Because of its paradoxical nature this is a perplexing time for us. It frequently comes at a time when we may think our lives are working the best they ever have. We are no longer young. Our identities seem secure. We have earned our way in life, have given up some illusions and fantasies, and feel grounded in reality. Little do we realize that instead of preparing a sure highway into the future, we have prepared the ground for our next transformation. Sometimes,
our inability to recognize the spiritual turning points in our lives frequently forces them to appear covertly as illness, emotional problems, and other crises. Sometimes the restlessness and vague feelings of fear and unease we feel may reappear in external forms such as affairs, divorce, the loss of a job, the illness or death of a loved one—symptoms, and not the cause, of an emotional hemorrhage we are not ready to face. And sometimes there are small ailments like headaches, anxiety attacks, fatigue at work, and increased moodiness that, if left unattended to, may escalate into alcoholism, obesity, use of tranquilizers, sexual difficulties, heart attacks, and repeated changes in jobs and spouses.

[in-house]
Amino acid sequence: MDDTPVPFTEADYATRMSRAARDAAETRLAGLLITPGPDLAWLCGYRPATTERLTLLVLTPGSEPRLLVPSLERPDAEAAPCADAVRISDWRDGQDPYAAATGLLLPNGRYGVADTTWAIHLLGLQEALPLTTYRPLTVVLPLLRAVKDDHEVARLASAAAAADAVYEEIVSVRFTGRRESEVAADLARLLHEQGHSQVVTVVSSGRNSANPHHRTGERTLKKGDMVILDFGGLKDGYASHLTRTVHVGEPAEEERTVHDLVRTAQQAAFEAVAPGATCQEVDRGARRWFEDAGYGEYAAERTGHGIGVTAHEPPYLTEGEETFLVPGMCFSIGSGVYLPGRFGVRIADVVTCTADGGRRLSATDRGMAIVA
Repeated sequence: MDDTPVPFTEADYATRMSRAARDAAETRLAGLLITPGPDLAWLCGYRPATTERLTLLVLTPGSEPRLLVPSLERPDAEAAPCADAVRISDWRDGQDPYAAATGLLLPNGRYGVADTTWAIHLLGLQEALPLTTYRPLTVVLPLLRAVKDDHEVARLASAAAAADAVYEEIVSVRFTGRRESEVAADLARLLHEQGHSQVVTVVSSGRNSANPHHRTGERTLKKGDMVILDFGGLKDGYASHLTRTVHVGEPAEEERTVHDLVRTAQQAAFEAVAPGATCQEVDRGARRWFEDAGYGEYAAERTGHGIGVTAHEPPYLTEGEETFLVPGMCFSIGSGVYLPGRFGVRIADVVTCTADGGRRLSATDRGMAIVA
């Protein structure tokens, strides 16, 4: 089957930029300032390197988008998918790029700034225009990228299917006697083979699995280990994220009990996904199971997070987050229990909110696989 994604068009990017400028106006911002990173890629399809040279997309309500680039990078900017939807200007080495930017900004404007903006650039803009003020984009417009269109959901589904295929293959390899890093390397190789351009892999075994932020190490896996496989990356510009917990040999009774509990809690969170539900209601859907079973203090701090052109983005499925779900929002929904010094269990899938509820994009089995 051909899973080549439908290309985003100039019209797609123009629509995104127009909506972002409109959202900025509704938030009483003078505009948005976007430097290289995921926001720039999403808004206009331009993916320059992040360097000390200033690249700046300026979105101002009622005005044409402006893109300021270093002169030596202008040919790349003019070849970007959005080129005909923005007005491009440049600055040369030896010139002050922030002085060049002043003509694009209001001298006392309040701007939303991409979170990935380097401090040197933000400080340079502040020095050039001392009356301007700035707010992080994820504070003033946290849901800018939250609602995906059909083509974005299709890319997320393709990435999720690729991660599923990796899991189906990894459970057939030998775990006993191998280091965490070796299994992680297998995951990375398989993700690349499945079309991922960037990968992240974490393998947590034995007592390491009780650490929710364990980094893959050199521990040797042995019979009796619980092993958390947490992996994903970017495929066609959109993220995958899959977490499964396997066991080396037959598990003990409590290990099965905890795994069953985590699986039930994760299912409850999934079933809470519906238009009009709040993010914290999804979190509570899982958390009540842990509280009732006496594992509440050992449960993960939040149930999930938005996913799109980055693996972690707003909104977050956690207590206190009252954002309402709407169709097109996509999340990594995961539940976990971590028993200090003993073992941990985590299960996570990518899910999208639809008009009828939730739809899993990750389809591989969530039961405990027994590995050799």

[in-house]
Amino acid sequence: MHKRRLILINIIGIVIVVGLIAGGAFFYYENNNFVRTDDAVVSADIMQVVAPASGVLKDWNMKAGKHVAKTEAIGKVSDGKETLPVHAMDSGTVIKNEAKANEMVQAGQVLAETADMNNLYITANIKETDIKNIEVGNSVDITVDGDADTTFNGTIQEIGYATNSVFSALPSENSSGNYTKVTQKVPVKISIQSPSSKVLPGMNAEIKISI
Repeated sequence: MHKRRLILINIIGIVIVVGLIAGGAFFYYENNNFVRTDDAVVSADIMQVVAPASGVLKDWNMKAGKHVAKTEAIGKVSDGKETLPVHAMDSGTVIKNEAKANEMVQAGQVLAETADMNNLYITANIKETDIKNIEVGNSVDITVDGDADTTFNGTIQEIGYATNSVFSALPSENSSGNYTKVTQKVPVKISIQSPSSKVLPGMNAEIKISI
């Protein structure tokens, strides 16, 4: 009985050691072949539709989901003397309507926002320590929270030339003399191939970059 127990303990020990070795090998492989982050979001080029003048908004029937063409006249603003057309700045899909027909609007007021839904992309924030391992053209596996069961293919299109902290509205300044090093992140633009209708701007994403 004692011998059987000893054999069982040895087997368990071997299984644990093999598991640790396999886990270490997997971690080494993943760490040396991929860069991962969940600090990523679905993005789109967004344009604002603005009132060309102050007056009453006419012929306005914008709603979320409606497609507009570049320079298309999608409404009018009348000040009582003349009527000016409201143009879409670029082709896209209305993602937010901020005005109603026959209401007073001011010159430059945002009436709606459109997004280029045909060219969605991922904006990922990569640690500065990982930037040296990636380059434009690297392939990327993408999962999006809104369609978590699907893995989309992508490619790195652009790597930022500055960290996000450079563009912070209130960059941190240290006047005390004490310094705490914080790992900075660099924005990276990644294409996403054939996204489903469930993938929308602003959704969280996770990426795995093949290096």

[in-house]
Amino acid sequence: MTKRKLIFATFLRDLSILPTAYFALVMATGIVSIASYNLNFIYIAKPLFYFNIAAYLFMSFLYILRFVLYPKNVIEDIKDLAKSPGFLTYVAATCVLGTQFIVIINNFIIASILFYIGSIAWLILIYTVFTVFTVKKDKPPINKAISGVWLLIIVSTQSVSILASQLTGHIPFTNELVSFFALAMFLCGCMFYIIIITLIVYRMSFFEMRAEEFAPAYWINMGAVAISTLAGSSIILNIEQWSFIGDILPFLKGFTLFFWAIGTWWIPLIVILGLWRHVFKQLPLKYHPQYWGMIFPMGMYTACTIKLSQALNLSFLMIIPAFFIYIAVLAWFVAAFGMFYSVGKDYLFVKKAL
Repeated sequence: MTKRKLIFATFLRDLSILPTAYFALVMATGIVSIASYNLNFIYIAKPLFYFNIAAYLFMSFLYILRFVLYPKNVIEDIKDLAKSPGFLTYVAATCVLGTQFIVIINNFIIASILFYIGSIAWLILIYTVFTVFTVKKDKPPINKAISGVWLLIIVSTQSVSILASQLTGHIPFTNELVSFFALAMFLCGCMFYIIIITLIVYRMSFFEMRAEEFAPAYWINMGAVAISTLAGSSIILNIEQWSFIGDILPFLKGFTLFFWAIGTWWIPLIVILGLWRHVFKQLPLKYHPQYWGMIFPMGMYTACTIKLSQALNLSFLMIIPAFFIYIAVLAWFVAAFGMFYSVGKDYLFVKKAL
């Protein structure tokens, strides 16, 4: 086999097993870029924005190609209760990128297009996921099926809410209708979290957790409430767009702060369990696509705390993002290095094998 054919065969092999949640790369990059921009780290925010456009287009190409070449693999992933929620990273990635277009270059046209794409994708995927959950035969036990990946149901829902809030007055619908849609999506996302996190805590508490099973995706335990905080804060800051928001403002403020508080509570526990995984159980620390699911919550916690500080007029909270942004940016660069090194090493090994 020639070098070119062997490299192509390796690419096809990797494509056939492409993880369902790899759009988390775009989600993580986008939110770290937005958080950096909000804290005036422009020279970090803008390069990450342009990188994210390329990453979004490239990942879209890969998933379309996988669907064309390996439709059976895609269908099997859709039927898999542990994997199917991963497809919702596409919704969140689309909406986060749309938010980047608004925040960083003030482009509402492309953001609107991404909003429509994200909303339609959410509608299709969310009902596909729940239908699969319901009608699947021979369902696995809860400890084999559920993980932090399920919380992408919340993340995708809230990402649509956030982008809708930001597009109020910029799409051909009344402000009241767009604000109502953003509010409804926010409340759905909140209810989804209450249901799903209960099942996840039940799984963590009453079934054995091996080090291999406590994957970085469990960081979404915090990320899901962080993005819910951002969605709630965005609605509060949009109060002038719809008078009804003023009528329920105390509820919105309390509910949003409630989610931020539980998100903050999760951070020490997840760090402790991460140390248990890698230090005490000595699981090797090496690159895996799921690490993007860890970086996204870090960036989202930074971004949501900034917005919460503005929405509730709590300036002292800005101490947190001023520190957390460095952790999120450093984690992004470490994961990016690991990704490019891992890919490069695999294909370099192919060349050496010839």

Whatever the symptoms, something has happened to shake our values in the old systems. We may seem to have everything a person in the conventional world would want, but we are miserable. Our lives seem to lack meaning; we can’t figure out what our partners want from us, or we can’t control our teenagers, and everything we try to do seems to make matters worse.

When these events come along we have a choice. We can listen to them or shut them out. We can choose to ignore them and go right on driving ourselves down the well-travelled interstate of social convention, being good lawyers, doctors, business people, ministers, homemakers, college professors—